Seventy years ago, something truly magical happened: the modern State of Israel was resurrected upon our ancient soil. In fact, as any student of history knows, the emergence of modern Israel was the result of a world-wide effort of development, planning and incredible commitment. However, when in 1948 the United Nations approved the partition plan and David Ben-Gurion declared the independence of the State of Israel, the Jewish world certainly perceived this as a magical moment. Once again we had political power in our land, and a seeming fulfillment of the biblical promise to ingather those exiles living in oppression. 1948, although fraught by way and insecurity, was a magical moment of redemption.
In 1967, that magic turned to myth: tiny little besieged Israel, the sole democracy amidst enemy oligarchies, in six days defeated its enemies, enlarged its territory, and conquered Jerusalem. If the first two decades of Israel’s existence were marked by continued existential fear about the strength of the State, 1967 proved that Israel was strong, that Israel would make the Jewish world proud. A mythic Israel of mutually-supportive kibbutzim, of beautiful sabra boys and girls taking up arms against a sea of troubles, and of legendary generals with a patch over one eye dominated our Jewish consciousness. Israel was not only mighty beyond measure, but inspiring above all else.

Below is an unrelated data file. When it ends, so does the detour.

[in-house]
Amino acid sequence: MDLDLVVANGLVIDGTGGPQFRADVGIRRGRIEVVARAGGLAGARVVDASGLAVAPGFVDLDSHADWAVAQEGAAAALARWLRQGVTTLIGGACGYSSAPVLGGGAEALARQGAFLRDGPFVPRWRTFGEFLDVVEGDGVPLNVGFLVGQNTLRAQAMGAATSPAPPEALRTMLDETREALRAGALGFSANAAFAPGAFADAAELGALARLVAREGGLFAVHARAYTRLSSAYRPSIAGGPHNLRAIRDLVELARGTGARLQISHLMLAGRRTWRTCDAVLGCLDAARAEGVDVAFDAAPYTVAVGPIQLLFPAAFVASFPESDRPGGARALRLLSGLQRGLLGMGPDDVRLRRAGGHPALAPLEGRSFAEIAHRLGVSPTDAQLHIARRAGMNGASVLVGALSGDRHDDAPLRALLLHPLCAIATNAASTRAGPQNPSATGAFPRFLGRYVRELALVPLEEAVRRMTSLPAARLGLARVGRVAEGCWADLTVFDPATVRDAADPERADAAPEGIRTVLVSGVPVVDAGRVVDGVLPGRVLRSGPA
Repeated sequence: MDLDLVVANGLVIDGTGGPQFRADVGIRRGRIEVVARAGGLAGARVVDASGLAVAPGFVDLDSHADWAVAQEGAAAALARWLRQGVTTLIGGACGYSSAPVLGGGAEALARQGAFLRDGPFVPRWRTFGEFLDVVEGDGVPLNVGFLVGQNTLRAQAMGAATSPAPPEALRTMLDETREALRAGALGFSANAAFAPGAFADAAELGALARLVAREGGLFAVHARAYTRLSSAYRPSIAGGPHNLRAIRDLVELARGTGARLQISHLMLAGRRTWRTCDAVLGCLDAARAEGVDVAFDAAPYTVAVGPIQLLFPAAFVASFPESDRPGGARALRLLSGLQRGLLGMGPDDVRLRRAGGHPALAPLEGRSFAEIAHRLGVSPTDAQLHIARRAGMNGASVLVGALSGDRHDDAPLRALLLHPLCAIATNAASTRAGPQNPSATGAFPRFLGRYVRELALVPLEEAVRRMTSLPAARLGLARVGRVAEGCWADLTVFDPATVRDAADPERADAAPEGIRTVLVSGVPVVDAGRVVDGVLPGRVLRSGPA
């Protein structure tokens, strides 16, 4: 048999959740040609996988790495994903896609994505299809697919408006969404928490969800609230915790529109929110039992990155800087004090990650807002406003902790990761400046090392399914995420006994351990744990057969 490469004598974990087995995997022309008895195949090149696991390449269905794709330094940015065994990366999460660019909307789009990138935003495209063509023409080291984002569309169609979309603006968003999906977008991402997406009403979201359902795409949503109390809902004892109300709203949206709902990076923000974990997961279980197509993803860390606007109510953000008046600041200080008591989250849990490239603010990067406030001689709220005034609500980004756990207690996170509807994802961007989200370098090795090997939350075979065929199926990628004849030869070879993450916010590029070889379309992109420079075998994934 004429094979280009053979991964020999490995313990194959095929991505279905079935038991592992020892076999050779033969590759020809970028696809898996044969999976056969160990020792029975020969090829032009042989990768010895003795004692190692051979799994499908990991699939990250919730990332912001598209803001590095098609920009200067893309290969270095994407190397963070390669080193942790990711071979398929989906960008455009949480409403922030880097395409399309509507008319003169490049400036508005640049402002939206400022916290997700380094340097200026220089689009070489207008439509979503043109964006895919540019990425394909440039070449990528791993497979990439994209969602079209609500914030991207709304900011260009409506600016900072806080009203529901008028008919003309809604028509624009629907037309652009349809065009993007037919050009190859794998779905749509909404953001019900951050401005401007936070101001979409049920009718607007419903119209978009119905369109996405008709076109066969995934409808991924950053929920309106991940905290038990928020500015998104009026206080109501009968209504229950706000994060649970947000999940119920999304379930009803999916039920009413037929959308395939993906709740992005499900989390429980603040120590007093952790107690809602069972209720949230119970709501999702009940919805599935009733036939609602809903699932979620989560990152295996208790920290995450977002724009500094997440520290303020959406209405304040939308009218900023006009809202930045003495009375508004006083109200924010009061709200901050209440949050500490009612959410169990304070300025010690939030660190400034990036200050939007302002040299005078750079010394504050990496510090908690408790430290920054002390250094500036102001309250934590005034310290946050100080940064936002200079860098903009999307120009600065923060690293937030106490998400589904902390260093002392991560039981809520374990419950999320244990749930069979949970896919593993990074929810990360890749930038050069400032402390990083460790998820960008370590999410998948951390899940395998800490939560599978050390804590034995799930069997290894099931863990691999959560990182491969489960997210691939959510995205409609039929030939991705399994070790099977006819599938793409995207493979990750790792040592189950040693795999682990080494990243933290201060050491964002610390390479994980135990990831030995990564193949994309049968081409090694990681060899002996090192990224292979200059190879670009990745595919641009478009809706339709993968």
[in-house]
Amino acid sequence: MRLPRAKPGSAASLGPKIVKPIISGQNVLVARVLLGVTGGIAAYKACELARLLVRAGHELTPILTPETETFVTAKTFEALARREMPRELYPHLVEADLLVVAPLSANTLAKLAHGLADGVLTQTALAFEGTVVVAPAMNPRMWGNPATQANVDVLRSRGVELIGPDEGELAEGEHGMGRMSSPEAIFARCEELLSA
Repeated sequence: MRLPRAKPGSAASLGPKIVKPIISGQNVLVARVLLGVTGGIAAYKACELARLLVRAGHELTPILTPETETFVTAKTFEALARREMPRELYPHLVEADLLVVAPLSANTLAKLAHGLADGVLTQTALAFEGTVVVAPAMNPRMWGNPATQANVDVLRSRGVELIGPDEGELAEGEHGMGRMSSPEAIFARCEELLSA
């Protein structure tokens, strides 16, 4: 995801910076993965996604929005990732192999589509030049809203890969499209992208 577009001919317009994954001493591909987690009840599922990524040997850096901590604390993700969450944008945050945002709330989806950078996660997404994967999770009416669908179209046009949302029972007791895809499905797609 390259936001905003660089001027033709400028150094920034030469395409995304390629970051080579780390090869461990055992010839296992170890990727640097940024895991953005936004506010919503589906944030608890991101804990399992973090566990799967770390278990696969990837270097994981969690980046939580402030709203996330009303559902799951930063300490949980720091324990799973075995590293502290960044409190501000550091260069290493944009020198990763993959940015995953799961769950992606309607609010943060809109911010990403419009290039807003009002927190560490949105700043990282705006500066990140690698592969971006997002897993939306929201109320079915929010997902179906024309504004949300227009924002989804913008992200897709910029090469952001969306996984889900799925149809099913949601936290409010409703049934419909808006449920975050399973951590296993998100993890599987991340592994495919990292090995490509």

Yom Kippur, six years later, shattered that confidence. The surprise onslaught caused us to reconsider Israel’s mythic, invincible character: Israel was caught unawares, suffered great losses, and by some measures barely survived the Yom Kippur war. 1973, Israel’s twenty-fifth birthday, caused us to blend a reason-based approach to geopolitics with our inspired image of mythic modern Israel. Counting back from 1948, Israel had been in at least four major military campaigns: there was no reason to believe at the time that any end to these wars was in sight. Since 1973, much of the Jewish world has seen Israel as constantly in crisis: from Independence through Suez through Six Days through Yom Kippur to Intifada to Lebanon to Intifada to Lebanon to Gaza… we witness Israel as continually in combat.